Theme 3: Communication, contestation and cooperation

Contemporary societies are increasingly pluralistic, in the sense that organisations in the private and public sector and in civil society have to communicate with a wide range of different audiences. These audiences have diverse, often contradictory professional and cultural backgrounds, identities, values and worldviews. Political, moral and epistemic authority have become increasingly contested. New media and online technologies facilitate easy and fast communication, which allows citizens to organizate themselves around themes, viewpoints and interests. This plurality fundamentally affects how societies engage with questions around food, health or the environment.

What we do

We study articulation of conflict, contestation around issues and
conditions for this contestation, and how pluralism shapes the nature of cooperation. A research area is the increasing role of civil society advocacy in international development, by focusing on questions of collaboration, inclusiveness and effectiveness. Another research area is science communication, including the integration and contestation of different knowledges.

What we aspire

Our research helps to develop a reflexive understanding of societal conflicts and cooperation around food, health and the living environment. We contribute to practical improvements to conflict management, space for contestation, development of mutual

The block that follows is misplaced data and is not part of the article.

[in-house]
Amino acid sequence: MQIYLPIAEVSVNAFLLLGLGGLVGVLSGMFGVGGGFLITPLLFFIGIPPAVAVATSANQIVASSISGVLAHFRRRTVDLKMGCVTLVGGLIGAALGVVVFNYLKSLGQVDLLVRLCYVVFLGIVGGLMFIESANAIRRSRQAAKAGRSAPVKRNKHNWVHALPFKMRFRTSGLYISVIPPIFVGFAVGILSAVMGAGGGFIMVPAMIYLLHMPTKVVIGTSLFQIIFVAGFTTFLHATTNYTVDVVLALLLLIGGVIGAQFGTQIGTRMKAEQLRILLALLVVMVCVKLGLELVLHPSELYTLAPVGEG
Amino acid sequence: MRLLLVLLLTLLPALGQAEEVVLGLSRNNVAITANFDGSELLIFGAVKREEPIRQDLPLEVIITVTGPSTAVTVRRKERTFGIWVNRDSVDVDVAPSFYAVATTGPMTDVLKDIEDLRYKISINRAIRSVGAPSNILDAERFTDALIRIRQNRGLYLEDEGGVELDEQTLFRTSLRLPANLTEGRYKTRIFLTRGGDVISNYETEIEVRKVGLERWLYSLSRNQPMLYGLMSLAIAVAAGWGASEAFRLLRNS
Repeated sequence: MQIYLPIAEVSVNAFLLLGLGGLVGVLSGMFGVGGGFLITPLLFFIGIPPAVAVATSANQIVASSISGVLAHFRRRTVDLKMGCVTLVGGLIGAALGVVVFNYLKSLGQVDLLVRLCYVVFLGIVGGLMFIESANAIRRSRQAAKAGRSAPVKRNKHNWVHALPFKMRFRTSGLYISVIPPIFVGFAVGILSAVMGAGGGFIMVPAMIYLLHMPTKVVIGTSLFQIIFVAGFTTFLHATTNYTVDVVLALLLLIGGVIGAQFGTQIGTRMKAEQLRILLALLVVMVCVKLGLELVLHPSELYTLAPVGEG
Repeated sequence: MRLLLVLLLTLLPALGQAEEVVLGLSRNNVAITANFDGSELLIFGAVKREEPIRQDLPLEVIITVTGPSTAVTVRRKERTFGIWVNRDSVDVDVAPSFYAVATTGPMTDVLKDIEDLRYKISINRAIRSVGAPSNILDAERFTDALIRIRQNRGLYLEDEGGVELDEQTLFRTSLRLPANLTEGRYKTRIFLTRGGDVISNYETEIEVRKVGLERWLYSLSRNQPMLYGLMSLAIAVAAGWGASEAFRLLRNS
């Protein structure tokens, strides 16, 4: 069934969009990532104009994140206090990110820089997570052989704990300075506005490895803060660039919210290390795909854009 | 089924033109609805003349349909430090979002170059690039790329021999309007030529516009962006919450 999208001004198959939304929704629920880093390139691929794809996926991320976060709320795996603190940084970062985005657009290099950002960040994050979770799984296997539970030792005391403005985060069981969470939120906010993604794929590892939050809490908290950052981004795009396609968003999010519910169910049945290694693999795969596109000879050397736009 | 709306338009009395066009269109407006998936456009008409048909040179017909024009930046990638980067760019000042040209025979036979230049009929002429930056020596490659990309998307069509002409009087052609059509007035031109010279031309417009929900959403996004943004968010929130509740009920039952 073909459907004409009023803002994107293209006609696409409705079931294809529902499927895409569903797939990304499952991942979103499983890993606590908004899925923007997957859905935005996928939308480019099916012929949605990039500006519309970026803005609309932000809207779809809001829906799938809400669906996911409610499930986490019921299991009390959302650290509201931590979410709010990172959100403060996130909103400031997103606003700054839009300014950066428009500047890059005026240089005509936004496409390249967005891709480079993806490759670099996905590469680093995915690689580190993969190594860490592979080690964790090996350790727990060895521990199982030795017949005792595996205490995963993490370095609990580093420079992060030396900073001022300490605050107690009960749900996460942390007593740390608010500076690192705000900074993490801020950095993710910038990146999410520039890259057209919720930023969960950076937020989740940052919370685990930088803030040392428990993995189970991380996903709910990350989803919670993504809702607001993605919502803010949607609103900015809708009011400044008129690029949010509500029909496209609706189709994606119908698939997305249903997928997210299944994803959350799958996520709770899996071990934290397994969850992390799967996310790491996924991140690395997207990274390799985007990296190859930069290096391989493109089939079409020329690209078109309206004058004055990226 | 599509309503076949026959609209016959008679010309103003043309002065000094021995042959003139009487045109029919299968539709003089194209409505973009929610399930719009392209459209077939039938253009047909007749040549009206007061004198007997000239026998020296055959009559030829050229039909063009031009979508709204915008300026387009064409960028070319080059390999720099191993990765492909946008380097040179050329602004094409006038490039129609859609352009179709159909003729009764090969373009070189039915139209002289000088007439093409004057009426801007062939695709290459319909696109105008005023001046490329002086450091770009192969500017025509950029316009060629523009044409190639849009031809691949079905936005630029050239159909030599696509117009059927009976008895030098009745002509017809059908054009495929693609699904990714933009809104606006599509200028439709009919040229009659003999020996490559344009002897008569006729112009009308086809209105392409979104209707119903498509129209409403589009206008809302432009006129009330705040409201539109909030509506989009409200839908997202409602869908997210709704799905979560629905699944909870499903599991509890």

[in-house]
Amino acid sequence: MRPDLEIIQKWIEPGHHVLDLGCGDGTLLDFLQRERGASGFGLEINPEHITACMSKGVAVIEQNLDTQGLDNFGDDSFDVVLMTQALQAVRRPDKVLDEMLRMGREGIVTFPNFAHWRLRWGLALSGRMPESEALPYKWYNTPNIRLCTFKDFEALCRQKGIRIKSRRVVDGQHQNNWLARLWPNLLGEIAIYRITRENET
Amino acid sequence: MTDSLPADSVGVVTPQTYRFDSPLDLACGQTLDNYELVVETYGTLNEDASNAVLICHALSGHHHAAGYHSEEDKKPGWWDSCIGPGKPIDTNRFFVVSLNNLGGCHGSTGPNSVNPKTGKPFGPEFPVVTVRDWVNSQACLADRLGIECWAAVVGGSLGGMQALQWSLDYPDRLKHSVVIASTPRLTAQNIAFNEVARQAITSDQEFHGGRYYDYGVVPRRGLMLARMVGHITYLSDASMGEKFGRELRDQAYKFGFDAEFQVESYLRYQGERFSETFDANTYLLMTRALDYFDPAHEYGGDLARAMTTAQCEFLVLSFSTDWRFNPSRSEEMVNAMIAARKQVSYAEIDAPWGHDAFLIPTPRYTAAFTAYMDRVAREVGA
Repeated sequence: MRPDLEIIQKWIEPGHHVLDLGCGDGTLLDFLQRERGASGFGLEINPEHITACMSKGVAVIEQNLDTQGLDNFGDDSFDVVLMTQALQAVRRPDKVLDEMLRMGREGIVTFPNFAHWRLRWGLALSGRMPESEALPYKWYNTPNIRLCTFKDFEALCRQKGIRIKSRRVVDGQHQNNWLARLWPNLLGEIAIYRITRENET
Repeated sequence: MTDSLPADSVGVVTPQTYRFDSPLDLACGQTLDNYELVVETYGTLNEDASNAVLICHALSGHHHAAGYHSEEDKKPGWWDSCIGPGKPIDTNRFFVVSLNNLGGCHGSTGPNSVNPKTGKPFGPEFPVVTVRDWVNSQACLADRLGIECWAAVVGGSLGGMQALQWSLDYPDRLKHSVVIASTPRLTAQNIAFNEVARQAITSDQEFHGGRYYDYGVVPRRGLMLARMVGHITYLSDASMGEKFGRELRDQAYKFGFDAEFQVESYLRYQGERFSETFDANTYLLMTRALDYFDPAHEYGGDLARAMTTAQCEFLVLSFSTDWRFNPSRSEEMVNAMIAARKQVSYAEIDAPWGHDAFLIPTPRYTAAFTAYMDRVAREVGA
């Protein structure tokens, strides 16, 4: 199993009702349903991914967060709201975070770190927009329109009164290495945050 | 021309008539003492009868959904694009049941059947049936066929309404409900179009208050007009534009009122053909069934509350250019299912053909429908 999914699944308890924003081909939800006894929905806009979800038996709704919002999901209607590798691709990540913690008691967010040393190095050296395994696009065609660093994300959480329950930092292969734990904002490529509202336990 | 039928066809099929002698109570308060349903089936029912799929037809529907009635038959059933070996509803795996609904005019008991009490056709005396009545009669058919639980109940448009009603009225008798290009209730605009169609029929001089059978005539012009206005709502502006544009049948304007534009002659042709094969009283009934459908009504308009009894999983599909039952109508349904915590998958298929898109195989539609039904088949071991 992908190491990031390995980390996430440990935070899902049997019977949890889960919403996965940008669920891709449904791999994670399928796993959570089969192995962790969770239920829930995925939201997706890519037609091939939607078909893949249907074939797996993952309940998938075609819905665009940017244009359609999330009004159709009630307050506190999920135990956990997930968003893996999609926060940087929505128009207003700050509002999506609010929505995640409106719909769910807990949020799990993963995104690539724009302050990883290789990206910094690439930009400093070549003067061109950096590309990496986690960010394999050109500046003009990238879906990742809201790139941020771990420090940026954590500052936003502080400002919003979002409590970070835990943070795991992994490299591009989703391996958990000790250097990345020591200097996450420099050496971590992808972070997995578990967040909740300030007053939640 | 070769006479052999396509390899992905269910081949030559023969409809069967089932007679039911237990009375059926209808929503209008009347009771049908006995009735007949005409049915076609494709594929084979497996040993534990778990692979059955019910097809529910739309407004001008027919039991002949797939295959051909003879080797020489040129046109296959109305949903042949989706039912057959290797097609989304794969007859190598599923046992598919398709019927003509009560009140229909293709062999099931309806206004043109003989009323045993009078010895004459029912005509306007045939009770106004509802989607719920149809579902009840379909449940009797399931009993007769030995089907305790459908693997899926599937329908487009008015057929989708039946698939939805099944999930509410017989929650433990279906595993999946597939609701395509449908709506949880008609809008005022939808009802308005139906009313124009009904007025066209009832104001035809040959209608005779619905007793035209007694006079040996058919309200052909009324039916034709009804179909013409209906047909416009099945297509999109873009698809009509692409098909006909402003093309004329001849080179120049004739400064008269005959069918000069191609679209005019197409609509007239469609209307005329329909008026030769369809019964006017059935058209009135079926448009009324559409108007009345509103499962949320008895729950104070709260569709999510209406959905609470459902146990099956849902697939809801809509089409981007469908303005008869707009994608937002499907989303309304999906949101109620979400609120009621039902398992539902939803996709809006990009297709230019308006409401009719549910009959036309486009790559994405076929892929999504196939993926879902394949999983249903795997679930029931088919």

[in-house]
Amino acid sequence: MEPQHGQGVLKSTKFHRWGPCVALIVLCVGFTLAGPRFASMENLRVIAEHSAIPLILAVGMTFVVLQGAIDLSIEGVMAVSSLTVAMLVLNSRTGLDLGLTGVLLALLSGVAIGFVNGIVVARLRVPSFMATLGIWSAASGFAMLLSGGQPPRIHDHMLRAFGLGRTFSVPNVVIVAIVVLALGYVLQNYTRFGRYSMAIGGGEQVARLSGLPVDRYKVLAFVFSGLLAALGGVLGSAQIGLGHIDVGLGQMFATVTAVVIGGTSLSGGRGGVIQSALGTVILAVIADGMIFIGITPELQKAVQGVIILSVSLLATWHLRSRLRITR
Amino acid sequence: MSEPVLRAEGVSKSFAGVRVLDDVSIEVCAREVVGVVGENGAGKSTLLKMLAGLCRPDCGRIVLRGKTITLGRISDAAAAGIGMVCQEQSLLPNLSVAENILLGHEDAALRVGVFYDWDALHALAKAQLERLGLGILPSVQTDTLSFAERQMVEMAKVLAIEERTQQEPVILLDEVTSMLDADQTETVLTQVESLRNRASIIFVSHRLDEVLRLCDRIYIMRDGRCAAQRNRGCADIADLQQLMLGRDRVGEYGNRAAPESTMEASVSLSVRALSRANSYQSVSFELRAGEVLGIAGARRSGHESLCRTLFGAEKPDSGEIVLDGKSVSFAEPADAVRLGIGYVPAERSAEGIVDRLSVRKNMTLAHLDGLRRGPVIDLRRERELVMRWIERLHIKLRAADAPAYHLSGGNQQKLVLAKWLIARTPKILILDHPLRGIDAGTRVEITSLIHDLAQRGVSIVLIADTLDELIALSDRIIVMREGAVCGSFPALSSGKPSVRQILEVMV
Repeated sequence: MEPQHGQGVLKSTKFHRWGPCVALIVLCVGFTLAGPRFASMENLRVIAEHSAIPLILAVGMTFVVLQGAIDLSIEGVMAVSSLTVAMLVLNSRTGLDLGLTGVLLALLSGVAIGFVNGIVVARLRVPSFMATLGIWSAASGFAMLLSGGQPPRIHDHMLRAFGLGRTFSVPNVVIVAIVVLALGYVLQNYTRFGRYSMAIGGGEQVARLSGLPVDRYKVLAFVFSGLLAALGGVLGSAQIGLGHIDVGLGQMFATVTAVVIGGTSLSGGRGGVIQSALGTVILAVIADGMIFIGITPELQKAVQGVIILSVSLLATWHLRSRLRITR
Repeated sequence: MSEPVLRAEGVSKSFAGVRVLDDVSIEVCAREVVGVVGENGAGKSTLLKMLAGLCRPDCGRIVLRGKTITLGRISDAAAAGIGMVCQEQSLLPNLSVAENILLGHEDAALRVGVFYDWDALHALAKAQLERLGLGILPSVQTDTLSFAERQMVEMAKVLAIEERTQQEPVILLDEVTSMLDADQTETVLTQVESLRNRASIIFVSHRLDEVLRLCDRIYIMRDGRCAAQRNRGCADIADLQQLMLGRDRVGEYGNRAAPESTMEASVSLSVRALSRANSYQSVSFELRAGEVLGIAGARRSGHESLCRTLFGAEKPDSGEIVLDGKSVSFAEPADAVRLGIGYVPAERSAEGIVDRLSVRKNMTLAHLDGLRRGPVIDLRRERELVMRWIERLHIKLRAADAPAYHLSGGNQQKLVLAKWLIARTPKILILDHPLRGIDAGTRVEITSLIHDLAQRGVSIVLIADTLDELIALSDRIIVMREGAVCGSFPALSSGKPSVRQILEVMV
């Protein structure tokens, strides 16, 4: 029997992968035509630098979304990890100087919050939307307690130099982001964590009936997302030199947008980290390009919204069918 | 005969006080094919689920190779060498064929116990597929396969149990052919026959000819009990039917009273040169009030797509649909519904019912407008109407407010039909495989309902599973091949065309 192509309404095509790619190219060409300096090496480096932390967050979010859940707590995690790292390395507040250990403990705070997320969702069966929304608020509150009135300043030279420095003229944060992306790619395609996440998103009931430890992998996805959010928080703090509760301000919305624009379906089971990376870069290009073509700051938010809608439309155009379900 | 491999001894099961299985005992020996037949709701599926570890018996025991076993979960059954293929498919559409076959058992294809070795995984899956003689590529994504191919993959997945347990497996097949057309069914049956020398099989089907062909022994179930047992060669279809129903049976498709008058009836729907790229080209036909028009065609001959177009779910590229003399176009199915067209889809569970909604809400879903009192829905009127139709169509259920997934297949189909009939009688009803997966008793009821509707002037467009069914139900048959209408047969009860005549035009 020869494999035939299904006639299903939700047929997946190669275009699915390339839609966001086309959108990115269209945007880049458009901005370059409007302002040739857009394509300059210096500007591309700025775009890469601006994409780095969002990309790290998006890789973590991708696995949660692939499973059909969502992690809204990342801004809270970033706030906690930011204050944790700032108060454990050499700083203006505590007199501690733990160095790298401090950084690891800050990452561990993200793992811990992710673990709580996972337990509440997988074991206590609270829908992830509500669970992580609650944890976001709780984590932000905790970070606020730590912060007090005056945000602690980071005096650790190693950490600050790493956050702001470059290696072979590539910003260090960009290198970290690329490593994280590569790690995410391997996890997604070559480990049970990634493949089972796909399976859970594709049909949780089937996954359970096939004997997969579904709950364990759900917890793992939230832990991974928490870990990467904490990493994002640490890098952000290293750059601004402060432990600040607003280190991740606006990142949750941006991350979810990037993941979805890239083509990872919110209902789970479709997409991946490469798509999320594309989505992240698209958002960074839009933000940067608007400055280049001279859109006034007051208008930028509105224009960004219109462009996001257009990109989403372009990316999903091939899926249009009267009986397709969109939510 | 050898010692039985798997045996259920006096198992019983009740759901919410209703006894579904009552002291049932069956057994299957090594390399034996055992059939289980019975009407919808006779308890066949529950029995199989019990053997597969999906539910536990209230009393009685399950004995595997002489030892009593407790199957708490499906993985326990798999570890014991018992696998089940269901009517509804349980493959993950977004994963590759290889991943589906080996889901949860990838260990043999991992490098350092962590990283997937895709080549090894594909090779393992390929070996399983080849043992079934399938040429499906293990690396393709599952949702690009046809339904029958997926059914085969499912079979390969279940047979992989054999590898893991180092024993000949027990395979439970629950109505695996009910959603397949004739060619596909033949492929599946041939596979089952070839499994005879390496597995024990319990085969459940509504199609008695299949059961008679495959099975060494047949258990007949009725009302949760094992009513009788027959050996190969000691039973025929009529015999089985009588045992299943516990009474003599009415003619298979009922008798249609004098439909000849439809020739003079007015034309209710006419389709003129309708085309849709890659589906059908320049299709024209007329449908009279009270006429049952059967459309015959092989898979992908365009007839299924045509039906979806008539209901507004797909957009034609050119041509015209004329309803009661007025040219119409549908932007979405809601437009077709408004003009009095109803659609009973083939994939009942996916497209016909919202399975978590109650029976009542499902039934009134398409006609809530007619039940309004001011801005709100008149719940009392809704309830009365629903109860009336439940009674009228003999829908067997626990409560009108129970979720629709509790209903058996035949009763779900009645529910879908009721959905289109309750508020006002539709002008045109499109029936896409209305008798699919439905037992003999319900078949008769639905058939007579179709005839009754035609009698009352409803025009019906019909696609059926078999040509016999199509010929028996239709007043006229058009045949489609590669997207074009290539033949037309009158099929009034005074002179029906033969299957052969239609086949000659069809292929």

understandings and cooperation, and the empowerment of citizens and practitioners.

We publish in journals such as: Global Environmental Change, Environmental Communication, Development Policy Review, Political Studies, Journalism Studies, Science Communication and Public Understanding of Science.


Staff members on this theme


Van Wessel, M., Hilhorst, D., Schulpen, L., & Biekart, K. (2019). Government and civil society organizations: Close but comfortable? Lessons from creating the Dutch strategic partnerships for lobby and advocacy. Development Policy Review (online first).

Van Eck, C. W., Mulder, B. C., & Dewulf, A. (2019). The truth is not in the middle: Journalistic norms of climate change bloggers. Global Environmental Change, 59, 101989.

Mogendorff, K., te Molder, H., van Woerkum, C., & Gremmen, B. (2016). Turning experts into self-reflexive speakers: The problematization of technical-scientific expertise relative to alternative forms of expertise. Science communication, 38(1), 26-50.